One note about what we're discussing: when we talk about just doing the
regional events (and I mean beyond 2017, which will be a special case if a
host city can't step in), we need to realize that we have a lot of members
who aren't in a Code4Lib region.
You might think I'm talking about Alaska, because that's where I lived when
I first came to a Code4Lib conference. And that's certainly one place,
along with Hawaii, that would be left out.
But even living in Pittsburgh, I'm not in a Code4Lib region, that I can
tell. Pittsburgh isn't in the midwest, and we also aren't part of the
tri-state region that Philly's in. I'm employed (part-time/remote) in the
DC/MD region, so if I can afford the drive and hotel, that's probably the
one I'd pick right now. I guess?
So, even landlocked in the continental US, it's possible not to have a
More importantly, though: my understanding is that our international
members are fairly spread out -- maybe Code4Lib Japan being an exception?
-- so, even ignoring weird cases like Pittsburgh, we stand to lose some
really fantastic contributors to our community if we drop to regional-only.
Just something else to consider.
On Thu, Jun 9, 2016 at 11:31 AM, Mark A. Matienzo <[log in to unmask]>
> On Wed, Jun 8, 2016 at 6:40 AM, Eric Lease Morgan <[log in to unmask]> wrote:
> > Hosting a local/regional meeting is not difficult and relatively
> > inexpensive.
> While I find the intent to make code4lib more "distributed" through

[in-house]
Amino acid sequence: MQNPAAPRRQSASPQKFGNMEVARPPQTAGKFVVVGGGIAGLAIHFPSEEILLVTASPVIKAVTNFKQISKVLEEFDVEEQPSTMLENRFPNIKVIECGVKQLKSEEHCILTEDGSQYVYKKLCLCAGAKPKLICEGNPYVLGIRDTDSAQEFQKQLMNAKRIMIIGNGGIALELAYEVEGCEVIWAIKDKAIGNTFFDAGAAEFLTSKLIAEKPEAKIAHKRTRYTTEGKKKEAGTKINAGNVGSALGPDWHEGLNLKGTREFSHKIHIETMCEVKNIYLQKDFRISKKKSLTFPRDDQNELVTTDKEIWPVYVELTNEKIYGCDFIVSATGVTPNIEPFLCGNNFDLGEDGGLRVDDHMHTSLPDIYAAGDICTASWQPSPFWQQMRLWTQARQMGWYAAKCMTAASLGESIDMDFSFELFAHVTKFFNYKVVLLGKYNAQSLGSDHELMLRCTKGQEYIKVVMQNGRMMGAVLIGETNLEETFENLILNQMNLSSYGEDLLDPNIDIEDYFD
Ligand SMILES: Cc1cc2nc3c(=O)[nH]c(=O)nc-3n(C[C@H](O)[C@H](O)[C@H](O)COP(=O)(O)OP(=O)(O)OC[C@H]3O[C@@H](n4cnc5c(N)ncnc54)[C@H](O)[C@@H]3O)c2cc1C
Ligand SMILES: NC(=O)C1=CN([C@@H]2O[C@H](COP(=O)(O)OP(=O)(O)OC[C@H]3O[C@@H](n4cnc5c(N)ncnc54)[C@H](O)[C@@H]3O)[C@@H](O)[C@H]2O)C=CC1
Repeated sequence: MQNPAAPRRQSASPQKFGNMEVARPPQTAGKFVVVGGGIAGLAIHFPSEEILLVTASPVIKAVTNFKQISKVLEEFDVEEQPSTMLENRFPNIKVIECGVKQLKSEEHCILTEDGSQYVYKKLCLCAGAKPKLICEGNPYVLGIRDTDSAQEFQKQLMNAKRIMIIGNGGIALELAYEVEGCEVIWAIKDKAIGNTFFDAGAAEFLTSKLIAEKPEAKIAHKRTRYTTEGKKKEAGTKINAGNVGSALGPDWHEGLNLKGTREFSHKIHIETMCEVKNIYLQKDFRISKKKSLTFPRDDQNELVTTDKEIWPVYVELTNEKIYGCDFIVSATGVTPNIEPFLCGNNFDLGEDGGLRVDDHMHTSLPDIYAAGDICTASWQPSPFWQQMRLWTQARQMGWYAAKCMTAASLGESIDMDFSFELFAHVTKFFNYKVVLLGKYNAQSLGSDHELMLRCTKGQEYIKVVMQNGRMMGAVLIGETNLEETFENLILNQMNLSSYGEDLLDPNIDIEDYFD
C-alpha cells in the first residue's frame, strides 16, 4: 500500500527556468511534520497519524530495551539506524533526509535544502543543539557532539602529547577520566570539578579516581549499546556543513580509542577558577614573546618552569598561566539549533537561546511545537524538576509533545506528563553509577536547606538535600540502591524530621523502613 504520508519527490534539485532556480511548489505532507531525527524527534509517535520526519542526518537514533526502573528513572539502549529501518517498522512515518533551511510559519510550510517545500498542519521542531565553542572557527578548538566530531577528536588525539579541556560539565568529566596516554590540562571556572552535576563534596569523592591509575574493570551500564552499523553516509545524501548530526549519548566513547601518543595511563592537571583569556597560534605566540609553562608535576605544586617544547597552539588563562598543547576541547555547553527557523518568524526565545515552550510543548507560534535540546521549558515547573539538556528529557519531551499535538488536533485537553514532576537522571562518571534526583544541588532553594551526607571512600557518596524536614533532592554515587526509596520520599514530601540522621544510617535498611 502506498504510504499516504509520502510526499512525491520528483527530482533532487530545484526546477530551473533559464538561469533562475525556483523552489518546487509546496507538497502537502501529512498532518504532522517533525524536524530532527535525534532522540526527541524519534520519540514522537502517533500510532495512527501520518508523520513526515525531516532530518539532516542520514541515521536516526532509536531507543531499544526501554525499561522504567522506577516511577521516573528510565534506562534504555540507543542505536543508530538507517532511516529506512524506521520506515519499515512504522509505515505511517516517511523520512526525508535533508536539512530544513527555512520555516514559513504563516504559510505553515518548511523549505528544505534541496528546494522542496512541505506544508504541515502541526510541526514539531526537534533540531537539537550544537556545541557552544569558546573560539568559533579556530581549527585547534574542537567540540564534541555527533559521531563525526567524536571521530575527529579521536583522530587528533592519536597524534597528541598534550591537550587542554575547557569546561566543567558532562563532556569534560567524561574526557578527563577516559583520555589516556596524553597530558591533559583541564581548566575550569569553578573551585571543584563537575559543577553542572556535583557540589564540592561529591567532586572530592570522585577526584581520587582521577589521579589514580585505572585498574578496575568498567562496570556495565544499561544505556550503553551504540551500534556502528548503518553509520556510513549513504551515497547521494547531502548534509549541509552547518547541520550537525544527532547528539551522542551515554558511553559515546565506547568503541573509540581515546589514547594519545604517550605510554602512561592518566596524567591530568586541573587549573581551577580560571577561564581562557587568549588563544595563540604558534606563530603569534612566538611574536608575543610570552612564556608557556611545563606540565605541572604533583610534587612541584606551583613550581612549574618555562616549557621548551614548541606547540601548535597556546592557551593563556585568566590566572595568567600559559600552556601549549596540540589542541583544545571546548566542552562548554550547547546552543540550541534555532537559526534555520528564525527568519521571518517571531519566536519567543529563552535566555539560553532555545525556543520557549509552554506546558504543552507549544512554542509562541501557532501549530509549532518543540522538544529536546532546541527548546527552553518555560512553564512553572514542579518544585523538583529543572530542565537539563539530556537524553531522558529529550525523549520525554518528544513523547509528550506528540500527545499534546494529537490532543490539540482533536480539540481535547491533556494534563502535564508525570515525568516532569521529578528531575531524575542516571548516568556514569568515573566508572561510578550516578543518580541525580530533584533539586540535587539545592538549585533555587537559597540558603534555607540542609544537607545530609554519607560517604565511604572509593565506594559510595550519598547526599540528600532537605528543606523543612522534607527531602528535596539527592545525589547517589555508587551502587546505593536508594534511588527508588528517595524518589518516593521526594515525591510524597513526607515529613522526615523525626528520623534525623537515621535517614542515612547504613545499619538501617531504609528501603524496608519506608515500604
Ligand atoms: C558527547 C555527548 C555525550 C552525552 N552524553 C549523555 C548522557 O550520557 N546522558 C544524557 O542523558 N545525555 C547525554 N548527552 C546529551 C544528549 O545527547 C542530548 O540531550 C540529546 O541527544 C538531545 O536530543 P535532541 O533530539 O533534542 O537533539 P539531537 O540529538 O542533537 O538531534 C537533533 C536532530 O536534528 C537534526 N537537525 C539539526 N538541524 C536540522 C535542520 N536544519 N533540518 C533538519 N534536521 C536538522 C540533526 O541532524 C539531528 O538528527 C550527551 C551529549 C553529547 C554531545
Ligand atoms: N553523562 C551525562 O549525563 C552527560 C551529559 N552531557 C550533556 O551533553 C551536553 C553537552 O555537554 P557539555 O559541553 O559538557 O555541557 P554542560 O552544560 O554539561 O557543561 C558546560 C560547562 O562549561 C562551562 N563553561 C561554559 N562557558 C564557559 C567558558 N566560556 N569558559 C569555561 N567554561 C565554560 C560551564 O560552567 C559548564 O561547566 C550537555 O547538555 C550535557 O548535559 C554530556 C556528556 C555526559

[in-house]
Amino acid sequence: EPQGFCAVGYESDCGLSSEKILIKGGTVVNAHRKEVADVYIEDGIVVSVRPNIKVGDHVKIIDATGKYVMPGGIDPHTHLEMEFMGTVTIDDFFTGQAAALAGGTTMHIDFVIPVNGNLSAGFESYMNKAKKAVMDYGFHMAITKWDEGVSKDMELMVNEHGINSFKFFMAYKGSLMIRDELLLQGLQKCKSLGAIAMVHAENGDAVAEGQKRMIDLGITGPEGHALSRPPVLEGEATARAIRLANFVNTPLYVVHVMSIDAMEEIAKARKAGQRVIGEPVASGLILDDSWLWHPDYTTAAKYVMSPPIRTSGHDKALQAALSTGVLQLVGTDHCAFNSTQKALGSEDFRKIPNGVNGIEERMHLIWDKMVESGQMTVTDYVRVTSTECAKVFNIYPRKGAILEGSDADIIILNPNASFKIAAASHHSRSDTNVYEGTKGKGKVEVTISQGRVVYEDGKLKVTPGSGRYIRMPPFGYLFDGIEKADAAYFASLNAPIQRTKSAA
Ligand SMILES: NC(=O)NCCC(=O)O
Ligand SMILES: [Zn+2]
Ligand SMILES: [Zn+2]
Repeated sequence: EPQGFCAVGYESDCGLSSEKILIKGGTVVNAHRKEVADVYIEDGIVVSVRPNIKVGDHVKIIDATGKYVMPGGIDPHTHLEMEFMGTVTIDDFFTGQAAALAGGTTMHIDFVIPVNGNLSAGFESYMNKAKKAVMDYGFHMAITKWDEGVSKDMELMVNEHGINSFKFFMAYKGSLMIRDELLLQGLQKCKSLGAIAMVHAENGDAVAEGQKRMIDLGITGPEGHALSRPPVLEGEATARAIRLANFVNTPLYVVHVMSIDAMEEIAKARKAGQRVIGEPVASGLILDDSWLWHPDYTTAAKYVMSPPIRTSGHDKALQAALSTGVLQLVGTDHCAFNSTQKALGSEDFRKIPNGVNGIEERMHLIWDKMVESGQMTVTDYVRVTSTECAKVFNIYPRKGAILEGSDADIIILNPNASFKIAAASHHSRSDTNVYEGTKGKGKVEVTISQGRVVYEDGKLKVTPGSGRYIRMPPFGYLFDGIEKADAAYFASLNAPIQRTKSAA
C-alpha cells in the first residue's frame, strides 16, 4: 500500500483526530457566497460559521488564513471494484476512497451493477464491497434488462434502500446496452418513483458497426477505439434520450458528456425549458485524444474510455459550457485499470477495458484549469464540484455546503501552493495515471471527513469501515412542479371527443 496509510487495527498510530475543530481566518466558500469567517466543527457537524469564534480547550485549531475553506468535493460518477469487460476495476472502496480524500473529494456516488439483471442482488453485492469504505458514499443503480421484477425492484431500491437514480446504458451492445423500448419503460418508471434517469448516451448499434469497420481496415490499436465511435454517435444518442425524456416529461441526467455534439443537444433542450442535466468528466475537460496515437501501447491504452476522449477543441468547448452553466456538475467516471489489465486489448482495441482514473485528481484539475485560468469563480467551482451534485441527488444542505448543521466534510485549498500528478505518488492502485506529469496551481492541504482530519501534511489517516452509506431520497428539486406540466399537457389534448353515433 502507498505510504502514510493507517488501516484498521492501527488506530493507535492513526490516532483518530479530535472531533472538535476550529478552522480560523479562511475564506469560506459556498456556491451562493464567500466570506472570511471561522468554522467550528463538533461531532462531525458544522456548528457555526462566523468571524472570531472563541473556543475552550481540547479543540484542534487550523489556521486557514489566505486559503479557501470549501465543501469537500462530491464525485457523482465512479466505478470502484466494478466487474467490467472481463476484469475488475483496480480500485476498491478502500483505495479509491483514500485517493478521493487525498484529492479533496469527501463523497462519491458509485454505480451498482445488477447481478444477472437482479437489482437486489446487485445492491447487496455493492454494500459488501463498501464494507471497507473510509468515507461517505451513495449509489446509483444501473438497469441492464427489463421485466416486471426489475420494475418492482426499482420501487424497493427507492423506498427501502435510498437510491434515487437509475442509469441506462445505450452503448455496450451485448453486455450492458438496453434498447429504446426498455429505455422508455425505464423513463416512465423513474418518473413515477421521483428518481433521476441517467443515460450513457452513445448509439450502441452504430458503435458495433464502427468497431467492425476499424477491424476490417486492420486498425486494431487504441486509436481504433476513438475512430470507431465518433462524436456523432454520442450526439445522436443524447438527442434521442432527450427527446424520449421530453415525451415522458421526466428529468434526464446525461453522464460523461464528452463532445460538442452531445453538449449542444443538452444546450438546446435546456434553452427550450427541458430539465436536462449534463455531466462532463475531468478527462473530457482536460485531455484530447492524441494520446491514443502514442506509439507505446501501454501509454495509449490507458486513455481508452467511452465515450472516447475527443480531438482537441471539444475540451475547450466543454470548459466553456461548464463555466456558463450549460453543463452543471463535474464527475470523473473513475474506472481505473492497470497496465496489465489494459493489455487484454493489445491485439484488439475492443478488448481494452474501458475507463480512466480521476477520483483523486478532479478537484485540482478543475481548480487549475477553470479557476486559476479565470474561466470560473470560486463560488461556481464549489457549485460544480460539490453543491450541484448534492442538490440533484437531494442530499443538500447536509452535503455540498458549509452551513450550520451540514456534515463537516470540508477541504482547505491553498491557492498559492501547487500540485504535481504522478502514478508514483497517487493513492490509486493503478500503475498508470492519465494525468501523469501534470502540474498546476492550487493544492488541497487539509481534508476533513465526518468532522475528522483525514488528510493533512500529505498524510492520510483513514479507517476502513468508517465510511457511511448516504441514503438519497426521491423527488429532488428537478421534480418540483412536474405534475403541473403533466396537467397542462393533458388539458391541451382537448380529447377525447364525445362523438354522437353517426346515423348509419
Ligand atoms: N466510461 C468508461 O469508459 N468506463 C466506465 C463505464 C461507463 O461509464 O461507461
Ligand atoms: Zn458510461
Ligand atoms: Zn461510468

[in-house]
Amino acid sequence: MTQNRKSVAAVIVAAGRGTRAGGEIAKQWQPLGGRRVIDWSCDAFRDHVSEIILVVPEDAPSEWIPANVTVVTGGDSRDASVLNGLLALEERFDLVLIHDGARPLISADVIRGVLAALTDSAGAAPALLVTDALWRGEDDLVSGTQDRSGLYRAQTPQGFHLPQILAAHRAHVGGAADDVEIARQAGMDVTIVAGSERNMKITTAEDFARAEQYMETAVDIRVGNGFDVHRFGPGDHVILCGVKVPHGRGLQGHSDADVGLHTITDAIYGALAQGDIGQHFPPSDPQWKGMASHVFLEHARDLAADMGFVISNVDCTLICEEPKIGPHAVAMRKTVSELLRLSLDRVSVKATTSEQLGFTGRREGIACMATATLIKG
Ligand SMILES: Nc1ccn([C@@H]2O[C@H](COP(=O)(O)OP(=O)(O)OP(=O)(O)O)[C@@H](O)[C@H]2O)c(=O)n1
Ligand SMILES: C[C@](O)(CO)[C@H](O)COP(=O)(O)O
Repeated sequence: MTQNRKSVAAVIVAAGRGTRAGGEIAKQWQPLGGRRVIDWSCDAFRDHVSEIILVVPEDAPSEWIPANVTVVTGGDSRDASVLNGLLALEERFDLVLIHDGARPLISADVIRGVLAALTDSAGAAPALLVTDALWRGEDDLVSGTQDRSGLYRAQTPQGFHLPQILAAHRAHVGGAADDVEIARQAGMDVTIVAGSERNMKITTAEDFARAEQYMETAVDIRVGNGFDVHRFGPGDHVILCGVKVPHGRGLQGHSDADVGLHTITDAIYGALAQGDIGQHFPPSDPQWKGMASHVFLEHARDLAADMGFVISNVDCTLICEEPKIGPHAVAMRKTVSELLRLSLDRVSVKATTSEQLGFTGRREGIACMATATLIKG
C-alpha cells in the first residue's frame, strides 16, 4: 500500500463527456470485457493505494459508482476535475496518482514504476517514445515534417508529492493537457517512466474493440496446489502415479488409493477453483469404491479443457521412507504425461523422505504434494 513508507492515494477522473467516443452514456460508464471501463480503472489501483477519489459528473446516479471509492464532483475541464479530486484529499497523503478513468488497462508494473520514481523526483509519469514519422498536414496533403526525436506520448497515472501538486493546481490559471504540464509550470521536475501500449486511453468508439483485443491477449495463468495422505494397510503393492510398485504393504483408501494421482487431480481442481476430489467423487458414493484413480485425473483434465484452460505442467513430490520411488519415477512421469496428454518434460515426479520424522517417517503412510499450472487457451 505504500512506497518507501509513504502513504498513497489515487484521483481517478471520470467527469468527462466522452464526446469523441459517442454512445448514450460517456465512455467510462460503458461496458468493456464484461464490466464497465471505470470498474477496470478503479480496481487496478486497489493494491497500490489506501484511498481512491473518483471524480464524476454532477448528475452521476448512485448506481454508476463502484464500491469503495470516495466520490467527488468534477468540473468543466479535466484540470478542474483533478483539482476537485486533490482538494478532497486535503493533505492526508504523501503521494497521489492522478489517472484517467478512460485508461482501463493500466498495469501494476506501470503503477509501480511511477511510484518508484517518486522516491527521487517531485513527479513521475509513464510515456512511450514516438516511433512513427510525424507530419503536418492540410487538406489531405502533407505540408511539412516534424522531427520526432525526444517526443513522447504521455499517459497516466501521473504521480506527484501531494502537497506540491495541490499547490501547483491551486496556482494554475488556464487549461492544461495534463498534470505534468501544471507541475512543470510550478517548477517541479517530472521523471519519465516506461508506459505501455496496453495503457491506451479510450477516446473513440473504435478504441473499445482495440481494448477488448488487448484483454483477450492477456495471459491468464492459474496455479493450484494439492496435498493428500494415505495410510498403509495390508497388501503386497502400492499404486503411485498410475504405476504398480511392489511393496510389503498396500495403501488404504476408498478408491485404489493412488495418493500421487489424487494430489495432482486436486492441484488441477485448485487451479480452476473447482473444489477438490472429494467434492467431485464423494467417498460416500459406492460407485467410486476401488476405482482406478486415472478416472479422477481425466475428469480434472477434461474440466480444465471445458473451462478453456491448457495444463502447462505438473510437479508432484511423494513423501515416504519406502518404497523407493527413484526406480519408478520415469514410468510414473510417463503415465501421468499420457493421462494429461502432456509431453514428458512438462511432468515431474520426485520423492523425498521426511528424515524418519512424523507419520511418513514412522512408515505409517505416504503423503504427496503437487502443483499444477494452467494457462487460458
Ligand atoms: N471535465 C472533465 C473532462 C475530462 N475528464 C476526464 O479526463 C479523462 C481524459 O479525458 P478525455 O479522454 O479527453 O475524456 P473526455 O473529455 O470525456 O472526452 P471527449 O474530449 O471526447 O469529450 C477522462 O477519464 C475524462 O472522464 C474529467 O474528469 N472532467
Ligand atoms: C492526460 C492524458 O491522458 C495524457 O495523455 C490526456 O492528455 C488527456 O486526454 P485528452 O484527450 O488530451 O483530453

> localized meetings, I find this statement incredibly belittling and
> disingenuous. There are a number folks in the community who have organized
> local, regional, national and international conferences. Some of the things
> that you claim are important, and perhaps easy (space, "strong wifi", etc.)
> can be quite difficult to obtain, even for small groups.
> Let’s forgo identifying a fiduciary for a while. What will they facilitate?
> > The funding of a large meeting space in a “fancy” hotel? Is that really
> > necessary when the same communication & sharing can be done on a smaller,
> > lesser expensive, and more intimate scale? DIY.
> Any of this organizing activity is a form of labor, and it's no wonder why
> people get exhausted and sometimes burnt out by organizing conferences. I'm
> all for DIY, but DIY is still labor and requires time, capital, and
> emotional energy.
> So yes, let's provide more opportunities for people to get together at a
> local level, but let's be honest about what it takes.
> Mark A. Matienzo <[log in to unmask]> | http://anarchivi.st/